Near the village of Çamlik, about 45km/28mi south of Beysehir and 9km/6mi west of Akseki, there is an interesting cave system, unfortunately not easily accessible to the average holidaymaker. A little below the village is the Körükini cave through which the Uzun Su flows for 1200m/¾ mile, widening out at intervals into thirteen small and not so small lakes. It then re-emerges to rush down the Degirmendere (Mill Valley) before disappearing again into the Suluin cave, 300m/328yds long with two more underground lakes. There is another cave (Balat cave) in a side valley a bit lower down on the right, and 6km/4mi higher up near Hasan Köprüsü are several more large sink-holes.
Eflâtun Pinari is situated some 4km/2.5mi east of the Beysehir to Egridir road, the turn-off being about 15km/9mi north of Beysehir. This important Hittite shrine dating from the New Kingdom (1460-1200 B.C.) stands beside a karst spring, its abundant waters forming a pool. The shrine itself consists of a 7m/23ft-long altar-like structure of stone blocks, presumed to have come from an earlier complex, decorated on the front with a relief depicting deities (left and right) beneath two small winged suns. Below them are figures of several mythical beings and another larger winged sun. There is no agreement among archeologists as to the significance of the relief. Behind the structure are the base of a lion and lower part of an enthroned god.
At Fasilar, a village about 10km/6mi east of Beysehir, a large stone statue, 7.5m/25ft long, lies fallen on the hillside. The village has so far defied classification and experts are yet to agree the exact age of the figure, placing it somewhere between the Old and New Hittite periods. One theory links the figure, assumed to be that of a god or a king, to the shrine at the Eflâtun Pinari sacred spring 40km/25mi away. Near the village is a rock tomb with a relief depicting a horse.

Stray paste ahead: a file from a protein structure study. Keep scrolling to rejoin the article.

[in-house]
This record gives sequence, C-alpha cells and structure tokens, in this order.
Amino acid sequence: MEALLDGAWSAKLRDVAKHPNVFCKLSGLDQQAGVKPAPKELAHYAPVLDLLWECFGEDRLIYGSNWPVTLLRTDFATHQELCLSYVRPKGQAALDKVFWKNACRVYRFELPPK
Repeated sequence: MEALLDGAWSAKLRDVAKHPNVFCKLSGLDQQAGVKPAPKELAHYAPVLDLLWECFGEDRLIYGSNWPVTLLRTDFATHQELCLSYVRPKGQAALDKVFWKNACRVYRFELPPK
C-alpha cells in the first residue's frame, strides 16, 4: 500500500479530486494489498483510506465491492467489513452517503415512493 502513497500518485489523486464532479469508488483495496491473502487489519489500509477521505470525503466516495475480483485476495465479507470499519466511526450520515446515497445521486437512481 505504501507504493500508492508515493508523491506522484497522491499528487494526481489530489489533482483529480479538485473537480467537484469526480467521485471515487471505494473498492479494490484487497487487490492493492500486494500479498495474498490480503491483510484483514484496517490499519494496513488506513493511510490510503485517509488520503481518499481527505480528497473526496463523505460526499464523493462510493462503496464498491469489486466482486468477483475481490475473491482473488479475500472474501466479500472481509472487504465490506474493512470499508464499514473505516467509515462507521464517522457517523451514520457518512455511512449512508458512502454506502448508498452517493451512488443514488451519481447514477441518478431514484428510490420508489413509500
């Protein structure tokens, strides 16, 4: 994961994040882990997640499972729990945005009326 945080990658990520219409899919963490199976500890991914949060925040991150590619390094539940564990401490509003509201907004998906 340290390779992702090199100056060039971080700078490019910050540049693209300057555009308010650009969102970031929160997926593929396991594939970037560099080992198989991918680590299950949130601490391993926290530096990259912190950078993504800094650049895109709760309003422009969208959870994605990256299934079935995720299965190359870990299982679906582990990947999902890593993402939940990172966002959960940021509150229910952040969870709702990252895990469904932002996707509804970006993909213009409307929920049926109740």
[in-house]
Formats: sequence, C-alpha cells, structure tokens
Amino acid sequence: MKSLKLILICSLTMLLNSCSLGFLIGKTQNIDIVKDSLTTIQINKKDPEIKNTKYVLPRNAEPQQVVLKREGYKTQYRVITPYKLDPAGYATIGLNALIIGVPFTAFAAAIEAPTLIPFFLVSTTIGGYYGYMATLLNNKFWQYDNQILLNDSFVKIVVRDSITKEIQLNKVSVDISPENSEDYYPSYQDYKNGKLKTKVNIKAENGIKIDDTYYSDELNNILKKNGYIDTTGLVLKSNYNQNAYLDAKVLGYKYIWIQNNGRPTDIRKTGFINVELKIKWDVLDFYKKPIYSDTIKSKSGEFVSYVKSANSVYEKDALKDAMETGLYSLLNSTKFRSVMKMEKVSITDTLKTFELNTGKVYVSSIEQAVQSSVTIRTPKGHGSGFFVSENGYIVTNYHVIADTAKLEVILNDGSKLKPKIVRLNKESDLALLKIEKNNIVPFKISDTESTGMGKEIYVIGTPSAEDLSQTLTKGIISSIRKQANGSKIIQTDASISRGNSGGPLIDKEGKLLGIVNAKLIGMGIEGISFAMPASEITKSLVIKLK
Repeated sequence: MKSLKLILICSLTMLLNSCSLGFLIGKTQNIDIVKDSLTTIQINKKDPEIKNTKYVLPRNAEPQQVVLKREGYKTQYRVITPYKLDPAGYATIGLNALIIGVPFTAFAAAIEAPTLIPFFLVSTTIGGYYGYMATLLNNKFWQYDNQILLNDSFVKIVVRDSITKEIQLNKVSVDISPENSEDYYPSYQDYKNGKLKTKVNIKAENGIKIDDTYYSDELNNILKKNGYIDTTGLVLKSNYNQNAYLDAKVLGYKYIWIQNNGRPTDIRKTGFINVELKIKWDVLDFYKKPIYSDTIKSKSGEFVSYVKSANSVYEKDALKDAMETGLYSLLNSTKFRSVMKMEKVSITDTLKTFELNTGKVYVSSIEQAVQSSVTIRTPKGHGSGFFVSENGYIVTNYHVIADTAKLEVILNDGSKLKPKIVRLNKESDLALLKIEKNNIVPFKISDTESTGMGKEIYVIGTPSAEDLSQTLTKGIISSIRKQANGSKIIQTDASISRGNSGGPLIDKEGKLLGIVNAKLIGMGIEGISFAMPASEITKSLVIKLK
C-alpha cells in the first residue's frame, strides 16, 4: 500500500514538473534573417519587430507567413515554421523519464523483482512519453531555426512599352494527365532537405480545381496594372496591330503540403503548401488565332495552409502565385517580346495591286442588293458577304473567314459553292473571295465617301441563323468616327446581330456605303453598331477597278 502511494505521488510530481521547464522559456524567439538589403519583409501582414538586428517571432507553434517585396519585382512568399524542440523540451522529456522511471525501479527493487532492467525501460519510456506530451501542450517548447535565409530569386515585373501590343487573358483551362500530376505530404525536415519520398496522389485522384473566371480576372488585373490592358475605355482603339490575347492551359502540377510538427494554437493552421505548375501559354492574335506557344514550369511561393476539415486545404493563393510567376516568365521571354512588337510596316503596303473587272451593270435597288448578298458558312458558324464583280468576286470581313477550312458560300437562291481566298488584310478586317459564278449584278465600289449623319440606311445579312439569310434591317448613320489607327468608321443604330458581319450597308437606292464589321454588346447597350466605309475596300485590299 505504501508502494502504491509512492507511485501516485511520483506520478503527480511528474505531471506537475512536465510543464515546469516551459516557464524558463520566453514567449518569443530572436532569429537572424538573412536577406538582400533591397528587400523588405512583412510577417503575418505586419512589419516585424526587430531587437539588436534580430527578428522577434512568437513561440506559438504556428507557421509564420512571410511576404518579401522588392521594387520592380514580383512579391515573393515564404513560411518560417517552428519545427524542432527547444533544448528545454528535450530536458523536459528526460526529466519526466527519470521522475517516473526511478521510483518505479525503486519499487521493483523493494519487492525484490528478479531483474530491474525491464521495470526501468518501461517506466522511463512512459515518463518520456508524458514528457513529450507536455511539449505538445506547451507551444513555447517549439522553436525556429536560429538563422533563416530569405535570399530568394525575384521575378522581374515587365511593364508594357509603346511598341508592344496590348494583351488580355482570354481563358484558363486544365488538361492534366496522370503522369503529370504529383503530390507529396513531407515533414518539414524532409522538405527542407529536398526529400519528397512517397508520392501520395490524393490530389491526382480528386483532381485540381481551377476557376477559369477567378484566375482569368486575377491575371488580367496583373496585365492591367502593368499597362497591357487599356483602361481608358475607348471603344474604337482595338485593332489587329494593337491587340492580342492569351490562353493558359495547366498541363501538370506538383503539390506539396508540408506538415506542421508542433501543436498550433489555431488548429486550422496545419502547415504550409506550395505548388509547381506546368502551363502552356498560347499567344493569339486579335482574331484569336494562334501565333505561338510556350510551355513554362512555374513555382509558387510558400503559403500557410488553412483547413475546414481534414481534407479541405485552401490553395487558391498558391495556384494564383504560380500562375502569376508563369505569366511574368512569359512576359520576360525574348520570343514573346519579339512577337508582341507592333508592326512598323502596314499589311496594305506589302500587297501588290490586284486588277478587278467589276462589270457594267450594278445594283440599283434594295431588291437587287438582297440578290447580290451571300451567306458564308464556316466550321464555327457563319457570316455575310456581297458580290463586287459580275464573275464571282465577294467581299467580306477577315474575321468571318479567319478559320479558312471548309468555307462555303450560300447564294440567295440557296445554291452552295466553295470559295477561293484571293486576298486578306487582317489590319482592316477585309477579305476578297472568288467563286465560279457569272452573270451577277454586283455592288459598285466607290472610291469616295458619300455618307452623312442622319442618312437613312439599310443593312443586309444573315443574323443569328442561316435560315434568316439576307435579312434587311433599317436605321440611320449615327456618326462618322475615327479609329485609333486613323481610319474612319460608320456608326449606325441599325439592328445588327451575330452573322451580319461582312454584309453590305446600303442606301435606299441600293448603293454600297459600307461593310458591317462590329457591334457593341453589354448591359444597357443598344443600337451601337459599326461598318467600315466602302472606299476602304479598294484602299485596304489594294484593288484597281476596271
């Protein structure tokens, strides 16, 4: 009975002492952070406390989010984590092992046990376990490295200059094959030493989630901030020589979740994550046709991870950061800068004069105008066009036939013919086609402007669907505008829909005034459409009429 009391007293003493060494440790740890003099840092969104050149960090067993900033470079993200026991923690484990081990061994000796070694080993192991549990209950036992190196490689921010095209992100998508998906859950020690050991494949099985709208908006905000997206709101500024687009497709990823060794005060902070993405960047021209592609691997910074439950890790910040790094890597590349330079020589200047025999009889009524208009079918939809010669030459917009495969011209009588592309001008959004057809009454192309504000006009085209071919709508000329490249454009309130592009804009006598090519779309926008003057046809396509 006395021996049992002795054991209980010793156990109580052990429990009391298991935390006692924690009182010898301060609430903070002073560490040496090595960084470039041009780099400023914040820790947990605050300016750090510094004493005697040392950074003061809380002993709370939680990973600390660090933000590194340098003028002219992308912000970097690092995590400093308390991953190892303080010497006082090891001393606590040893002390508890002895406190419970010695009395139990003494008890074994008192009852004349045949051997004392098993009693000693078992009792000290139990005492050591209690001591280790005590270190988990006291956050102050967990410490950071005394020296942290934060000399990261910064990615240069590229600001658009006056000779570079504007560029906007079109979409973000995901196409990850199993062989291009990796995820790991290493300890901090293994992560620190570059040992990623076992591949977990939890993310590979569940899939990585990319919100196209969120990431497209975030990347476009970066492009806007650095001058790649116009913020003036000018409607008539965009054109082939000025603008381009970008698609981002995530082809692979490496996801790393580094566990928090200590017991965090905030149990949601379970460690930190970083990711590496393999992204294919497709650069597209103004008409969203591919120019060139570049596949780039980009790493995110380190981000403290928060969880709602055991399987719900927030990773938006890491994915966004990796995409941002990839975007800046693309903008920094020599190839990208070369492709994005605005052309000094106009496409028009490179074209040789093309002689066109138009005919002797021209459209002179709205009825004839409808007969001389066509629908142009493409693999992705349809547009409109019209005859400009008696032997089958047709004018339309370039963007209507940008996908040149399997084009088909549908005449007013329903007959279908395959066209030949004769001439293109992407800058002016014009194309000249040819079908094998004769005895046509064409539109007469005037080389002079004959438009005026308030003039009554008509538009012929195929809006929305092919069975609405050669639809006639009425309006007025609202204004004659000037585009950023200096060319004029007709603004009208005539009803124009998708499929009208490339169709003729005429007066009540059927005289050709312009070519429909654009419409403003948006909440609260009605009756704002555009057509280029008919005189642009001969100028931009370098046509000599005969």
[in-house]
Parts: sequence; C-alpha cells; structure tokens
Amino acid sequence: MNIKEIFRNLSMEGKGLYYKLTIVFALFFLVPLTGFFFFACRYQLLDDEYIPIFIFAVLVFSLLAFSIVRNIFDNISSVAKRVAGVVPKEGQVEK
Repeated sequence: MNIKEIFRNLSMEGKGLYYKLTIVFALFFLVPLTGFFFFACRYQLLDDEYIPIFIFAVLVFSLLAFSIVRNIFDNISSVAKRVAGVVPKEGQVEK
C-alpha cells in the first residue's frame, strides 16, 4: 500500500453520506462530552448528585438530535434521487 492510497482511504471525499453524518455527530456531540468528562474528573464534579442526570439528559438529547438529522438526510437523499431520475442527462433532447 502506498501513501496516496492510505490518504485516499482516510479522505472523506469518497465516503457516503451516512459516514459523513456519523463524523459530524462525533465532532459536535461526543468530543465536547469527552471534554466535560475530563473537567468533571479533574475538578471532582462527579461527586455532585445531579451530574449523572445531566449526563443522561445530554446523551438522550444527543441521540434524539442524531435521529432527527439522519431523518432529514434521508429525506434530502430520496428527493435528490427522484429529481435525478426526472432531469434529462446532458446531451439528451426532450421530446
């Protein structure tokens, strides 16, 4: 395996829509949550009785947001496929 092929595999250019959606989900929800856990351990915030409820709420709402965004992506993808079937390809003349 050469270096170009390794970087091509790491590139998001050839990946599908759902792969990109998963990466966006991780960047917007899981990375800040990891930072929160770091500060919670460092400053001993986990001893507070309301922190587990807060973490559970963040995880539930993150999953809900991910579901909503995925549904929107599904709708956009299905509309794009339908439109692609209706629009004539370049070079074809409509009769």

Near Gölyaka, a village on the west side of Lake Beysehir reached by only moderate roads, are the excavated remains of a Seljuk palace, summer residence of the Sultan Alaeddin Keykubad (1219-36). Remnants of tiles from the walls of this once luxuriously appointed complex, originally consisting of at least sixteen buildings, can be seen in the museum at the Büyük Karatay Medresesi in Konya. The tiles are of considerable art historical interest on account of their portrayal of living creatures, a practice forbidden according to the hadith (the seventh-ninth century corpus of Mohammedan lore and tradition supplementary to the Koran). Despite this prohibition the Seljuk princes apparently continued to adorn their palaces with such images right up to the 14th century Hundreds of examples of figurative art were recovered from Kubadabad Palace, depicting, for example, Seljuk noblemen, beautiful women with almond-shaped eyes, long hair and small mouths, animals, double-eagles and fabulous and mythical beings. They show clear evidence of Iranian-Central Asian influence, as well as echoing Shamanistic beliefs.